Posts Tagged: search


23
Sep 10

Show & Tell #3: With a Vengeance

Show & Tell yesterday covered everything from blancmange to viruses so let’s get stuck in and re-cap some of what you missed…

Are you human? Have you been paying attention to our ad?

First off was a novel solution to “banner blindness” from the clever folks at Solve Media, called TYPE-IN. Skyscrapers, MPUs, leaderboards – standard banner formats are all so played out at this stage that we don’t even see them when browsing the web. TYPE-IN forces the user to actually process the ad before they continue.

They’ve put together a lovely animation that explains the concept nicely, check it out.

Sure, it’s much more aggressive than a standard banner and places a barrier between the user and the content but we’ve seen time and time again that users are willing to tolerate interruptions as long as they’re getting something in return. Solutions like this could be a step towards solving that pesky paywall problem.

Following on from that we had a brief discussion about the “Captcha” technology that TYPE-IN is based on. ReCAPTCHA is an initiative from Google in their quest to digitise (and index!) the world’s books – one poorly scanned word at a time.

Oh, the irony

What’s cool about it is that of the two words shown to you, one is giving their character recognition software problems and by typing them in you’re helping preserve knowledge. I guess humans still have a purpose after all.

Google Instant

Speaking of Google, the search giant has been making waves again this week with the introduction of their latest feature – Google Instant.

Not content with suggesting what you’re trying to type, Google has taken it a step further and is now performing searches for you as you type. The technology behind indexing all that information and serving it up faster than you can type is impressive, to say the least.

The experience, however, I’ve found to be at best distracting, at worst damn irritating. Charlie Brooker put it better than I ever could:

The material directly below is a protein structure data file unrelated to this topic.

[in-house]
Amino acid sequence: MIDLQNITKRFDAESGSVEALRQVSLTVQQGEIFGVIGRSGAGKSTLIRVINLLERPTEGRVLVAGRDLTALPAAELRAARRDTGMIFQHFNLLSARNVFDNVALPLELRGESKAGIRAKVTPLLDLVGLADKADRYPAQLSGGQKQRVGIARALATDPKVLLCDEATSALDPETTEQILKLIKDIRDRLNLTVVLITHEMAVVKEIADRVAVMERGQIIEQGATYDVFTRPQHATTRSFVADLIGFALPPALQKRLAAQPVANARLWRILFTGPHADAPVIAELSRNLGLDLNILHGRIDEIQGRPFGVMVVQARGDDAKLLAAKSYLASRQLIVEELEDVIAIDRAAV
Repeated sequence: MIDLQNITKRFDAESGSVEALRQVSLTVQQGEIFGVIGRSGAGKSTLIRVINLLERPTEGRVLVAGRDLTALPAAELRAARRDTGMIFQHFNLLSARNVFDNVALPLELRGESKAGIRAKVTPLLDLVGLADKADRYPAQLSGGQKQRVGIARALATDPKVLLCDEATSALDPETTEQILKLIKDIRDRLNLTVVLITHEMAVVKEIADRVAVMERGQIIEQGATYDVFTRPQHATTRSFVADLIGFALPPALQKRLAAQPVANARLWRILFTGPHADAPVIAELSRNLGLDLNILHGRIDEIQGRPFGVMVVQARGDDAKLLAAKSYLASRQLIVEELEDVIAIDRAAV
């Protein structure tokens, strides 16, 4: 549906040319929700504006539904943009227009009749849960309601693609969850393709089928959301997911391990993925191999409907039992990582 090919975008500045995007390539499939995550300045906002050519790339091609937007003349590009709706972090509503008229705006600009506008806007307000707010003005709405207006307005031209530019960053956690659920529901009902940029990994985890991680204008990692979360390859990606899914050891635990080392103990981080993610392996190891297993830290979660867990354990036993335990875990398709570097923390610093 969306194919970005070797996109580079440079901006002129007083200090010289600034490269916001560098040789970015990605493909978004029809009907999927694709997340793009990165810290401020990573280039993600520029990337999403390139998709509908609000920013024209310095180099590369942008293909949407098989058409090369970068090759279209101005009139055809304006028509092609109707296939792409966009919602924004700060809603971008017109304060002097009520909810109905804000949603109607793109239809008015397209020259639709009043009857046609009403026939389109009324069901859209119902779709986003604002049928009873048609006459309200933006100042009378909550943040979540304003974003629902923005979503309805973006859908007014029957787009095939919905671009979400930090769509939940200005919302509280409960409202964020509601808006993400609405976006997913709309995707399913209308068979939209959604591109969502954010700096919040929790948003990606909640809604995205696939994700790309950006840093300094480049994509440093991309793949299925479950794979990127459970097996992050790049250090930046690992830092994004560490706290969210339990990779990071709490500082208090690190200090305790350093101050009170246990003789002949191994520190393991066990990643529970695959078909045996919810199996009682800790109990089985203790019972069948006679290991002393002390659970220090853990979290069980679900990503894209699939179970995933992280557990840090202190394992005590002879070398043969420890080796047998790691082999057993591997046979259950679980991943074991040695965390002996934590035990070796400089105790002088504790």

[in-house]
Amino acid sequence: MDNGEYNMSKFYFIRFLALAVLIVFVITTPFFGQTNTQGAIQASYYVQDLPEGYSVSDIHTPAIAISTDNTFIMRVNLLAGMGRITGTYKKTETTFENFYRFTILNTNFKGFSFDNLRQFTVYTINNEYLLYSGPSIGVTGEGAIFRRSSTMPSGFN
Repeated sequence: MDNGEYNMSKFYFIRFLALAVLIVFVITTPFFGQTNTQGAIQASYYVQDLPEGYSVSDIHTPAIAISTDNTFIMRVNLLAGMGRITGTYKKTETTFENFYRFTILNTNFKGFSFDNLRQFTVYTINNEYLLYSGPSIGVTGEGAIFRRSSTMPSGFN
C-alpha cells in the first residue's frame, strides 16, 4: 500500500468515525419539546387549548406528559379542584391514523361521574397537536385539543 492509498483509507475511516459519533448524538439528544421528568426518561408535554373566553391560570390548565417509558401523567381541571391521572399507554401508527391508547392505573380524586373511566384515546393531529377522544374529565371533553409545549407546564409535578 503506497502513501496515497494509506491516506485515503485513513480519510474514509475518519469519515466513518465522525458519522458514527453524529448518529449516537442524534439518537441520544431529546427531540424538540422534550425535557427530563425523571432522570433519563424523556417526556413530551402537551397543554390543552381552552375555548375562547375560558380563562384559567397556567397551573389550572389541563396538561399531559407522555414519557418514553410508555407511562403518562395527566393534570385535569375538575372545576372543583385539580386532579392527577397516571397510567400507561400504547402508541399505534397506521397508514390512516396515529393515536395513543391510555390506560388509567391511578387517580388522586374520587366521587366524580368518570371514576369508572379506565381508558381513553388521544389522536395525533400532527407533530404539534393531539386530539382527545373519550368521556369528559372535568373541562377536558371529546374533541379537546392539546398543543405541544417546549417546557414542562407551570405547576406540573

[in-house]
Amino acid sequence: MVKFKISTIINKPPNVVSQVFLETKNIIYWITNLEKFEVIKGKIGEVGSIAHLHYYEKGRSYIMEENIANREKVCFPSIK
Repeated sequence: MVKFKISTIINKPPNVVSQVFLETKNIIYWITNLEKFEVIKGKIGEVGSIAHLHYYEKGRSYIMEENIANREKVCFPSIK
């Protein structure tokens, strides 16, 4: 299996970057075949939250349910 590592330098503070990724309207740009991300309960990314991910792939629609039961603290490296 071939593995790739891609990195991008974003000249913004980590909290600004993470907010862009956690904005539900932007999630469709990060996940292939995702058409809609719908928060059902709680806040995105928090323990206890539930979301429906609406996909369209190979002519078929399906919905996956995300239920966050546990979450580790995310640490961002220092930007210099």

“It’s the internet on fast-forward, and it’s aggressive – like trying to order from a waiter who keeps finishing your sentences while ramming spoonfuls of what he thinks you want directly into your mouth, so you can’t even enjoy your blancmange without chewing a gobful of black pudding first.”

Whether you find it a time-saver (really? that busy?) or irritating, there are bigger considerations here too. Google’s drive to predict what we’re looking for can have only one outcome. The most popular search results appear more frequently and higher up meaning search results will get ever more homogeneous and dominated by the larger players (read: payers). Even “God” comes second to “Godaddy” now in Google Instant search results.

Praise be to GoDaddy

In other search news – Yahoo! search is now powered by Microsoft’s Bing search engine – putting Bing up to 28% of US market share. Not too shabby.

Once a giant among search engines, Yahoo! have said this move will allow them to focus their efforts more on the direction they want be developing the company in a last-ditch struggle for relevance. If only they could get a bit more crap on their homepage, it might all turn round for them.

Another one that slipped quietly into the ether this week is Cuil. Once heralded as the “Google-killer”, Cuil’s search results were so bizarrely unrelated that the Cuil has now become the Internet’s unit for measuring abstraction from reality. Do yourself a favour and read what I’m talking about here. Hilarious.